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Ex-West Virginia delegate sentenced to three months in prison in Capitol riot case

Derrick Evans, who served as Republican in the West Virginia House of Representatives, was ordered to serve three months in prison and pay $4,000.

WASHINGTON — A federal judge sentenced a former West Virginia lawmaker to three months in prison Wednesday for joining and encouraging the mob that stormed the U.S. Capitol Building on Jan. 6.

Derrick Evans, who briefly served as a Republican representing West Virginia’s 19th House District, appeared virtually before U.S. District Judge Royce C. Lamberth Wednesday afternoon. Evans pleaded guilty in February to one felony count of civil disorder and faced a recommended sentence of up to six months in prison. He resigned from his position in the West Virginia House three days after the Capitol riot, having served a little more than a month in office.

In their sentencing memo, prosecutors argued Evans should serve three of those months behind bars because of his role in fomenting the crowd that breached the Capitol.

“He urged rioters around him to ‘take’ the Capitol and he told them that the certification of the electoral college vote was paused ‘because of protestors’ and that ‘patriots’ made it onto the Senate floor,” prosecutors wrote. “Evans whooped and hollered throughout his livestream, telling his followers, ‘Guys, oh my gosh, I can’t even explain what is happening right now, how amazing this is to see it in person. I am in awe. The revolution has started. The revolution has started!”

In his own memo asking for a sentence of restitution or probation, Evans’ attorney, Paul G. Taylor, didn’t shy away from the revolution comparisons.

“To be sure, the January 6, 2021 Capitol Riot was a disturbing and violent moment in American History,” Taylor wrote. “At the same time, it was an example of democracy (albeit dysfunctional) in action: some citizens exercising their First Amendment right… ‘peaceably to assemble, and to petition the Government for a redress of grievances.’ Students of American History know this constitutional provision was a result of the revolution which gave birth to our nation. Unfortunately, the peaceful protest became violent and this turned it into a criminal event under our law.”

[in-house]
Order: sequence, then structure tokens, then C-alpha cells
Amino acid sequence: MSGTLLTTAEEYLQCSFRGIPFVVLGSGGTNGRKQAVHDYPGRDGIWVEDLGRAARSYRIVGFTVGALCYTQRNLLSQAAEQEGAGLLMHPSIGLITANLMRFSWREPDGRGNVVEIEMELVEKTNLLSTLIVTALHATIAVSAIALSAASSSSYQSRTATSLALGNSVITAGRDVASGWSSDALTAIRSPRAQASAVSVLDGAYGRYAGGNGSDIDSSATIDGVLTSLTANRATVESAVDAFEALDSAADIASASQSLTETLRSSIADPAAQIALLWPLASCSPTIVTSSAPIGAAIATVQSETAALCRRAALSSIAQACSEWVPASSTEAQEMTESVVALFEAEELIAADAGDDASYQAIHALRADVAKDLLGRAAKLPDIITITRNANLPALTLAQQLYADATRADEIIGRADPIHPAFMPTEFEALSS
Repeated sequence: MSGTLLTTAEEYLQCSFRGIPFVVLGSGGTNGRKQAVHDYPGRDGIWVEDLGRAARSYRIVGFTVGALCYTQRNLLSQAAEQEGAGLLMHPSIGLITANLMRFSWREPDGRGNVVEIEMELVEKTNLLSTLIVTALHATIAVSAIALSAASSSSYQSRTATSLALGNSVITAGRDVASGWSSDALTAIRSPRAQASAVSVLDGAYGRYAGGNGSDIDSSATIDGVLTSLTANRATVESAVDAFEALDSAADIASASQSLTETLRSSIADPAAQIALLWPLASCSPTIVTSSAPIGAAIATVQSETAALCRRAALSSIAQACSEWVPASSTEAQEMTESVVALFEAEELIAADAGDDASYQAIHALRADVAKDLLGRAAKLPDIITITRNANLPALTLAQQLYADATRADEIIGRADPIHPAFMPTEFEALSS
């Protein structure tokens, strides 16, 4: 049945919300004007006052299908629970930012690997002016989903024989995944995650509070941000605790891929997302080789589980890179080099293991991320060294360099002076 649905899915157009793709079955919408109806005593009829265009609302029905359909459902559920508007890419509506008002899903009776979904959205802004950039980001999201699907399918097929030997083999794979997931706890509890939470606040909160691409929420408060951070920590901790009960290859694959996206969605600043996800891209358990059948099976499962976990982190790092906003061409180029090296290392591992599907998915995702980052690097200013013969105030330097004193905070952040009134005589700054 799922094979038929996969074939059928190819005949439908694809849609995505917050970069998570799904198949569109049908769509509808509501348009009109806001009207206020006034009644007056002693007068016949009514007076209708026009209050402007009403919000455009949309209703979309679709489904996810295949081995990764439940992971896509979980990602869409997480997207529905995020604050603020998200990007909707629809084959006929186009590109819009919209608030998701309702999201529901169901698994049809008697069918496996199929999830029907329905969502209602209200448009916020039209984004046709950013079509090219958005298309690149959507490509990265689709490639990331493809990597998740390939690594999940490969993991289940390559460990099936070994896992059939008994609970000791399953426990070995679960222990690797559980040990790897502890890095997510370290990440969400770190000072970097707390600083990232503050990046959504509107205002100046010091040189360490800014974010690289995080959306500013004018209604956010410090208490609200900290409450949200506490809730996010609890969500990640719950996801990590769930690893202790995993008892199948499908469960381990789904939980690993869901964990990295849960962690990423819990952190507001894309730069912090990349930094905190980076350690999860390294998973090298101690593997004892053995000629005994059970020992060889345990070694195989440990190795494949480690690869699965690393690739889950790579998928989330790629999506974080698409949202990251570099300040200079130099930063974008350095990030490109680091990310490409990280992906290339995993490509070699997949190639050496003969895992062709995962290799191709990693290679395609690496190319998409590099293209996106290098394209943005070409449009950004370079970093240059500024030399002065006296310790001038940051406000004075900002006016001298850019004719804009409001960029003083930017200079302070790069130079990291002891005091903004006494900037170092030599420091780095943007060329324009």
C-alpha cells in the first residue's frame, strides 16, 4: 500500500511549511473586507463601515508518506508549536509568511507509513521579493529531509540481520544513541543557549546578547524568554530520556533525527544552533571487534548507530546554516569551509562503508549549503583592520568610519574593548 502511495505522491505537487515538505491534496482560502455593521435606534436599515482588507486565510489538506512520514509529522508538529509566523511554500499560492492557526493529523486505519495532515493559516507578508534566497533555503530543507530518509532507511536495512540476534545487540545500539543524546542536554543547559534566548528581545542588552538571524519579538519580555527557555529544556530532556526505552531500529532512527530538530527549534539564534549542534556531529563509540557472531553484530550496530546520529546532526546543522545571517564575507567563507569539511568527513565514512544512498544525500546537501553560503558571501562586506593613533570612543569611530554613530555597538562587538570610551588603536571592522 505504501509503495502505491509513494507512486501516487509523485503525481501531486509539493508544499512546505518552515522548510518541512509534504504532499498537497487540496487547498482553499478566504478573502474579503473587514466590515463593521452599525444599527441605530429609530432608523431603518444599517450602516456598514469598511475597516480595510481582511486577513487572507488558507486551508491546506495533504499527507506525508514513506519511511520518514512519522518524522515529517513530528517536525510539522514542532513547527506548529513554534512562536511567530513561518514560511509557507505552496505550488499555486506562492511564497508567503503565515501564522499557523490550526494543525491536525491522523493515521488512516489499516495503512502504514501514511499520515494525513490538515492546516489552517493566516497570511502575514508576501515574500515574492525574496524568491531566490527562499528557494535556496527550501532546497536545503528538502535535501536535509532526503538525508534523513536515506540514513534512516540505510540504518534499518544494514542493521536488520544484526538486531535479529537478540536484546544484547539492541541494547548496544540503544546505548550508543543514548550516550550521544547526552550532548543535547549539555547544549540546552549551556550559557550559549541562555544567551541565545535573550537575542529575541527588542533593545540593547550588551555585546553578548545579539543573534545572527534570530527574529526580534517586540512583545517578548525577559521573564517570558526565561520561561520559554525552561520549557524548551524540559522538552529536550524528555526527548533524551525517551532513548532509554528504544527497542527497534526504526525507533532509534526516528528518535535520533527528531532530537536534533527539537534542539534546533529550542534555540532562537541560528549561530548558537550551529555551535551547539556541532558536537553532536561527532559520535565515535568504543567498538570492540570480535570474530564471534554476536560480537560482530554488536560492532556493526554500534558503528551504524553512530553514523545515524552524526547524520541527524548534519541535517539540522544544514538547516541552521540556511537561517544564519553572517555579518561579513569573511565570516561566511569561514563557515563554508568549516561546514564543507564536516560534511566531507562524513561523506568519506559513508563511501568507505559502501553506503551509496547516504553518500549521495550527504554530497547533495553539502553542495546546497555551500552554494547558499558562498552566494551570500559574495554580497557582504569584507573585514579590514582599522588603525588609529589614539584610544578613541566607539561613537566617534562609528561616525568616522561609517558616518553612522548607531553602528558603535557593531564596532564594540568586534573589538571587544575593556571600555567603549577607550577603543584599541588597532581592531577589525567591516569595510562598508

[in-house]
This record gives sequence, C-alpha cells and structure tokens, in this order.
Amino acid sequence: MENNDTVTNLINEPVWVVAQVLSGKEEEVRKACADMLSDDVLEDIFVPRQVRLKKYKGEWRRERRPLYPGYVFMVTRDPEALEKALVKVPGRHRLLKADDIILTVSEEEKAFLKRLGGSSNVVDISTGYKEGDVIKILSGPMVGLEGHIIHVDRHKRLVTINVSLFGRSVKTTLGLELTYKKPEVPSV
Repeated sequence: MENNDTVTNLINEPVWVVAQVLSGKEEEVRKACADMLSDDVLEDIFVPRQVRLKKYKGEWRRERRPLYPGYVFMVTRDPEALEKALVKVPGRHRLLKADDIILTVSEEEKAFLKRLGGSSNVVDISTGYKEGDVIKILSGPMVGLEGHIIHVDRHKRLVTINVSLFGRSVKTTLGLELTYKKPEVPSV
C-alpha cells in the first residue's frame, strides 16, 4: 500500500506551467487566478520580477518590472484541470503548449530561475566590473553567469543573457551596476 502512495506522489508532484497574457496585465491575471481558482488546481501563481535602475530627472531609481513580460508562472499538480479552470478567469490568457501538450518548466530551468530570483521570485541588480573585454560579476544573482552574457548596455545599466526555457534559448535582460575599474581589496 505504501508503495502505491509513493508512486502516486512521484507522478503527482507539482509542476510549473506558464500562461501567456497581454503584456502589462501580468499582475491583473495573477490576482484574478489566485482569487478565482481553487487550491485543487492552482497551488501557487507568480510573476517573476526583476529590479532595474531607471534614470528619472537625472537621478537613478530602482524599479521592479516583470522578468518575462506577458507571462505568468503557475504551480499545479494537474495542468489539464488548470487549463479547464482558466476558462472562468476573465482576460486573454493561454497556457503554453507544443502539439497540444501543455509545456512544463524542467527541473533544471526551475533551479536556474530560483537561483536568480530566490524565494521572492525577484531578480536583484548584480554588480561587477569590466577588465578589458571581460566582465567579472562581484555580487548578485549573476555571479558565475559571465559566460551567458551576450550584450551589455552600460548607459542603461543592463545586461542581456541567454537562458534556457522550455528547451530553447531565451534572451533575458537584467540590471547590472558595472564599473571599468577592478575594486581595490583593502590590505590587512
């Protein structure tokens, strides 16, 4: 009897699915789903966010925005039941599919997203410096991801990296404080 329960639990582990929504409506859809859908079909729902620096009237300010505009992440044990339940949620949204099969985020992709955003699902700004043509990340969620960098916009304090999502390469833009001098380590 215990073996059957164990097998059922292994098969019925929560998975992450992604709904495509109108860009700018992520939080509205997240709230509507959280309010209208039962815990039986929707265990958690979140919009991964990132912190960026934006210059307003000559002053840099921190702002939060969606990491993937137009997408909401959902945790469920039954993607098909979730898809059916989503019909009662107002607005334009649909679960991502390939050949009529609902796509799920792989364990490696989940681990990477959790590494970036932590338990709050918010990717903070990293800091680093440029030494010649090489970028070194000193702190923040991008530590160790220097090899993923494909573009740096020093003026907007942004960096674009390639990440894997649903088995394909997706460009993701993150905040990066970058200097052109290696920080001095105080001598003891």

Lamberth said he had initially considered sentencing Evans to even more time, noting the need for a strong deterrent of any similar event in the future.

“I don’t want this to happen again,” Lamberth said. “So, I’m going to do what I can.”

Evans was ordered to serve three months in prison and to pay a $2,000 fine and an additional $2,000 in restitution to the Architect of the Capitol. He’ll be allowed to self-report to authorities.

Before learning his sentence, Evans thanked Lamberth for granting him pretrial release, which allowed him to attend his children’s first soccer games and days of school.

“My actions have had great consequences,” Evans said. “The hardest part is looking in the mirror and knowing my actions have caused great harm to my wife and kids.”

We're tracking all of the arrests, charges and investigations into the January 6 assault on the Capitol. Sign up for our Capitol Breach Newsletter here so that you never miss an update.

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